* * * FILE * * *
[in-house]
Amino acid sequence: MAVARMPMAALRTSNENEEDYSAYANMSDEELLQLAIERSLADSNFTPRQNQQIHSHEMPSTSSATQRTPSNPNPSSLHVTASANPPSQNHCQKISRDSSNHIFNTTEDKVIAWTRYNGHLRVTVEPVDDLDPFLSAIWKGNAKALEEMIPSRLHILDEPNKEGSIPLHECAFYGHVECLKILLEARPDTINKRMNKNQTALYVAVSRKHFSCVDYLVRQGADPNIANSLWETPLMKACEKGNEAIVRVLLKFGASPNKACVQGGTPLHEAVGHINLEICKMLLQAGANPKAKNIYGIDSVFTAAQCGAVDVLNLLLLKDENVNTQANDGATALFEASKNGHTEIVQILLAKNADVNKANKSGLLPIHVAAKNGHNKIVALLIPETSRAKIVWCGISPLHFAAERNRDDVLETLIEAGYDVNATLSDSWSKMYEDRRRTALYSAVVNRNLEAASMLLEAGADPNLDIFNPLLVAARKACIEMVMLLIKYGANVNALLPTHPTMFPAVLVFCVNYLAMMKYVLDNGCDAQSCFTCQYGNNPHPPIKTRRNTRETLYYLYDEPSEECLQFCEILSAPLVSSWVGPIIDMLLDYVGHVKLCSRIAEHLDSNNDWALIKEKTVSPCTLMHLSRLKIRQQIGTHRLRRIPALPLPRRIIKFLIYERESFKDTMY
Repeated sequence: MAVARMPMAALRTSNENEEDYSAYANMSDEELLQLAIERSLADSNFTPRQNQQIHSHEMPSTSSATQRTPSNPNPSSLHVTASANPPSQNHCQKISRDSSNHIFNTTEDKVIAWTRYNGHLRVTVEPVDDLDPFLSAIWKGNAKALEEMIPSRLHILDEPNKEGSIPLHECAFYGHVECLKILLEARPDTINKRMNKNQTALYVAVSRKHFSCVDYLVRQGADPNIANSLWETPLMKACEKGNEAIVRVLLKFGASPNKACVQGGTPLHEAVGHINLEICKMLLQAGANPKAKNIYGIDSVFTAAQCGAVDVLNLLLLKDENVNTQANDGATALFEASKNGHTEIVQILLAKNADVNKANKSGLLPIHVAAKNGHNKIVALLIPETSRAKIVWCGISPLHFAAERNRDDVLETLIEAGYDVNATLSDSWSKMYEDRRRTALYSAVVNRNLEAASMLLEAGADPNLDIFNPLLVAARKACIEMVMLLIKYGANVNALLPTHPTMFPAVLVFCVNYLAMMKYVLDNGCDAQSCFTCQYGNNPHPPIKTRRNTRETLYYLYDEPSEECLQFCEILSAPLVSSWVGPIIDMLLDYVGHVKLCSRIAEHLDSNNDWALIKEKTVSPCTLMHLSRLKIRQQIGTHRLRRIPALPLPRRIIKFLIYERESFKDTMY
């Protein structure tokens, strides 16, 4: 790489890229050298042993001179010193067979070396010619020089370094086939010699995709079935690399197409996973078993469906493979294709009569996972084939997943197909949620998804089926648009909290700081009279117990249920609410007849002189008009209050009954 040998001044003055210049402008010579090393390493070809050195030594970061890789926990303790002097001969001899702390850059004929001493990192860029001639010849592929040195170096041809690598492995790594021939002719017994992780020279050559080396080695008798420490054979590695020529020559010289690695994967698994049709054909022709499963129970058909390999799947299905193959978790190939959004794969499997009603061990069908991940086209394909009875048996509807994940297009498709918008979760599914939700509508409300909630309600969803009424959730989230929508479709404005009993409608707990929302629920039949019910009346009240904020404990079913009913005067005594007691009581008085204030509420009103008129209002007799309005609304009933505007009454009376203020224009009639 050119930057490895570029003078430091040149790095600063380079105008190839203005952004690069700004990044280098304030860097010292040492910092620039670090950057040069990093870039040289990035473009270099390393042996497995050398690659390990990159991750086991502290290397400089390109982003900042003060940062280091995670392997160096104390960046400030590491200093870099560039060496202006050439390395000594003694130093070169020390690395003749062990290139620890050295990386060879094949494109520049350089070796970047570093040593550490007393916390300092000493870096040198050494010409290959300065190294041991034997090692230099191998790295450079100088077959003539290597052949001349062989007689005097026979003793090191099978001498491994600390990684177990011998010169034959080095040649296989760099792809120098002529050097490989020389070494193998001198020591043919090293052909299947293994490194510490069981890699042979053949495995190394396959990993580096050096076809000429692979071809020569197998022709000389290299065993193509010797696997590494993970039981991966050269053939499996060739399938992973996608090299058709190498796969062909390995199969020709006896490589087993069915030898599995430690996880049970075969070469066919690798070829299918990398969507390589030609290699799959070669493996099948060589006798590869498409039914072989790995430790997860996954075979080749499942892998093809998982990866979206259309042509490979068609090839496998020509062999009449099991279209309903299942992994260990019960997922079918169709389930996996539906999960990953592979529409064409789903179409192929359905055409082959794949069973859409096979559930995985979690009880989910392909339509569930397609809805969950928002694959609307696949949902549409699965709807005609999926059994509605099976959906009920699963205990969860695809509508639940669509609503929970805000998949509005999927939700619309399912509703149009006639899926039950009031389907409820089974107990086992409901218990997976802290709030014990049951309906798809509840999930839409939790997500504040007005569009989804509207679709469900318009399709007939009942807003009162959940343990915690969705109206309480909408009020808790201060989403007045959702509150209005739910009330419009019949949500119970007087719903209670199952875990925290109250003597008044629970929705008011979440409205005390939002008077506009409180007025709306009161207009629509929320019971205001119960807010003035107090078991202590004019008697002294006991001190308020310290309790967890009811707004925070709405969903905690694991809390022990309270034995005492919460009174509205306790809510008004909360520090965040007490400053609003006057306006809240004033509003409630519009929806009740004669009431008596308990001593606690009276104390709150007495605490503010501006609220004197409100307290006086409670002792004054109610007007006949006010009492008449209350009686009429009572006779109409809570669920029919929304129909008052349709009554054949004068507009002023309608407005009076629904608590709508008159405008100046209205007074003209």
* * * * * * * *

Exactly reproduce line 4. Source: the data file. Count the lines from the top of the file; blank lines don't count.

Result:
């Protein structure tokens, strides 16, 4: 790489890229050298042993001179010193067979070396010619020089370094086939010699995709079935690399197409996973078993469906493979294709009569996972084939997943197909949620998804089926648009909290700081009279117990249920609410007849002189008009209050009954 040998001044003055210049402008010579090393390493070809050195030594970061890789926990303790002097001969001899702390850059004929001493990192860029001639010849592929040195170096041809690598492995790594021939002719017994992780020279050559080396080695008798420490054979590695020529020559010289690695994967698994049709054909022709499963129970058909390999799947299905193959978790190939959004794969499997009603061990069908991940086209394909009875048996509807994940297009498709918008979760599914939700509508409300909630309600969803009424959730989230929508479709404005009993409608707990929302629920039949019910009346009240904020404990079913009913005067005594007691009581008085204030509420009103008129209002007799309005609304009933505007009454009376203020224009009639 050119930057490895570029003078430091040149790095600063380079105008190839203005952004690069700004990044280098304030860097010292040492910092620039670090950057040069990093870039040289990035473009270099390393042996497995050398690659390990990159991750086991502290290397400089390109982003900042003060940062280091995670392997160096104390960046400030590491200093870099560039060496202006050439390395000594003694130093070169020390690395003749062990290139620890050295990386060879094949494109520049350089070796970047570093040593550490007393916390300092000493870096040198050494010409290959300065190294041991034997090692230099191998790295450079100088077959003539290597052949001349062989007689005097026979003793090191099978001498491994600390990684177990011998010169034959080095040649296989760099792809120098002529050097490989020389070494193998001198020591043919090293052909299947293994490194510490069981890699042979053949495995190394396959990993580096050096076809000429692979071809020569197998022709000389290299065993193509010797696997590494993970039981991966050269053939499996060739399938992973996608090299058709190498796969062909390995199969020709006896490589087993069915030898599995430690996880049970075969070469066919690798070829299918990398969507390589030609290699799959070669493996099948060589006798590869498409039914072989790995430790997860996954075979080749499942892998093809998982990866979206259309042509490979068609090839496998020509062999009449099991279209309903299942992994260990019960997922079918169709389930996996539906999960990953592979529409064409789903179409192929359905055409082959794949069973859409096979559930995985979690009880989910392909339509569930397609809805969950928002694959609307696949949902549409699965709807005609999926059994509605099976959906009920699963205990969860695809509508639940669509609503929970805000998949509005999927939700619309399912509703149009006639899926039950009031389907409820089974107990086992409901218990997976802290709030014990049951309906798809509840999930839409939790997500504040007005569009989804509207679709469900318009399709007939009942807003009162959940343990915690969705109206309480909408009020808790201060989403007045959702509150209005739910009330419009019949949500119970007087719903209670199952875990925290109250003597008044629970929705008011979440409205005390939002008077506009409180007025709306009161207009629509929320019971205001119960807010003035107090078991202590004019008697002294006991001190308020310290309790967890009811707004925070709405969903905690694991809390022990309270034995005492919460009174509205306790809510008004909360520090965040007490400053609003006057306006809240004033509003409630519009929806009740004669009431008596308990001593606690009276104390709150007495605490503010501006609220004197409100307290006086409670002792004054109610007007006949006010009492008449209350009686009429009572006779109409809570669920029919929304129909008052349709009554054949004068507009002023309608407005009076629904608590709508008159405008100046209205007074003209």